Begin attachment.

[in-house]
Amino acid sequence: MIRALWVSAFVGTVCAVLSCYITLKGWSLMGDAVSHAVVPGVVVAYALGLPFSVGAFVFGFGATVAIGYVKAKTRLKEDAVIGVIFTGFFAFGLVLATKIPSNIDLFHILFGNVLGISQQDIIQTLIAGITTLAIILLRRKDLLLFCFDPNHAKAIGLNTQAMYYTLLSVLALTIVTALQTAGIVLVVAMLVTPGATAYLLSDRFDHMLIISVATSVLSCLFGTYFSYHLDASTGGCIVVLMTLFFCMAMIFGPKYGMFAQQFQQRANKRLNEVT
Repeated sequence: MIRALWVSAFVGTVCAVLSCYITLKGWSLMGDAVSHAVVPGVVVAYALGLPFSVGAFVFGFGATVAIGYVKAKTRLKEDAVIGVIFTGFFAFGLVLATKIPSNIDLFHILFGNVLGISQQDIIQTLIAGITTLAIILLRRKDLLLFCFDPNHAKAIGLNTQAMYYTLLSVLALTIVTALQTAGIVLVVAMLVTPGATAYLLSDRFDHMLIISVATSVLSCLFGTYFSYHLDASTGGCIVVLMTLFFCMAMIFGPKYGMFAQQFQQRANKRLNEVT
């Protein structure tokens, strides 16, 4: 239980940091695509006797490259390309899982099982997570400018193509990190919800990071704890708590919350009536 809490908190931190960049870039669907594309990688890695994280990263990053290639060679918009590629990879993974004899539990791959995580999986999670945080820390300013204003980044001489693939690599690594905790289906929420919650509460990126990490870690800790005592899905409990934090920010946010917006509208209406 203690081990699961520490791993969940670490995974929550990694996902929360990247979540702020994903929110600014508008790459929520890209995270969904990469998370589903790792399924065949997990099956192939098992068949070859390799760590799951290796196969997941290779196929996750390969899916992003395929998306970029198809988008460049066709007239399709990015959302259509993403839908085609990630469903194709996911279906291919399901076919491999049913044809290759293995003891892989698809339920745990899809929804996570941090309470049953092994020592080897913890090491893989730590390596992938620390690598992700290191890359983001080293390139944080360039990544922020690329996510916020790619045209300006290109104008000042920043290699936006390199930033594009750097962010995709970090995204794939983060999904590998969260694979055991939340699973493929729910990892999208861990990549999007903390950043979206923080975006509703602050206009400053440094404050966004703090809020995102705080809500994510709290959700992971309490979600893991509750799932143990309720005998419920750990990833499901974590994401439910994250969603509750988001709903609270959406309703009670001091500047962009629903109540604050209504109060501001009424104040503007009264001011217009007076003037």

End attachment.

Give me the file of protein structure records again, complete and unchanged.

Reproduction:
[in-house]
Amino acid sequence: MIRALWVSAFVGTVCAVLSCYITLKGWSLMGDAVSHAVVPGVVVAYALGLPFSVGAFVFGFGATVAIGYVKAKTRLKEDAVIGVIFTGFFAFGLVLATKIPSNIDLFHILFGNVLGISQQDIIQTLIAGITTLAIILLRRKDLLLFCFDPNHAKAIGLNTQAMYYTLLSVLALTIVTALQTAGIVLVVAMLVTPGATAYLLSDRFDHMLIISVATSVLSCLFGTYFSYHLDASTGGCIVVLMTLFFCMAMIFGPKYGMFAQQFQQRANKRLNEVT
Repeated sequence: MIRALWVSAFVGTVCAVLSCYITLKGWSLMGDAVSHAVVPGVVVAYALGLPFSVGAFVFGFGATVAIGYVKAKTRLKEDAVIGVIFTGFFAFGLVLATKIPSNIDLFHILFGNVLGISQQDIIQTLIAGITTLAIILLRRKDLLLFCFDPNHAKAIGLNTQAMYYTLLSVLALTIVTALQTAGIVLVVAMLVTPGATAYLLSDRFDHMLIISVATSVLSCLFGTYFSYHLDASTGGCIVVLMTLFFCMAMIFGPKYGMFAQQFQQRANKRLNEVT
């Protein structure tokens, strides 16, 4: 239980940091695509006797490259390309899982099982997570400018193509990190919800990071704890708590919350009536 809490908190931190960049870039669907594309990688890695994280990263990053290639060679918009590629990879993974004899539990791959995580999986999670945080820390300013204003980044001489693939690599690594905790289906929420919650509460990126990490870690800790005592899905409990934090920010946010917006509208209406 203690081990699961520490791993969940670490995974929550990694996902929360990247979540702020994903929110600014508008790459929520890209995270969904990469998370589903790792399924065949997990099956192939098992068949070859390799760590799951290796196969997941290779196929996750390969899916992003395929998306970029198809988008460049066709007239399709990015959302259509993403839908085609990630469903194709996911279906291919399901076919491999049913044809290759293995003891892989698809339920745990899809929804996570941090309470049953092994020592080897913890090491893989730590390596992938620390690598992700290191890359983001080293390139944080360039990544922020690329996510916020790619045209300006290109104008000042920043290699936006390199930033594009750097962010995709970090995204794939983060999904590998969260694979055991939340699973493929729910990892999208861990990549999007903390950043979206923080975006509703602050206009400053440094404050966004703090809020995102705080809500994510709290959700992971309490979600893991509750799932143990309720005998419920750990990833499901974590994401439910994250969603509750988001709903609270959406309703009670001091500047962009629903109540604050209504109060501001009424104040503007009264001011217009007076003037």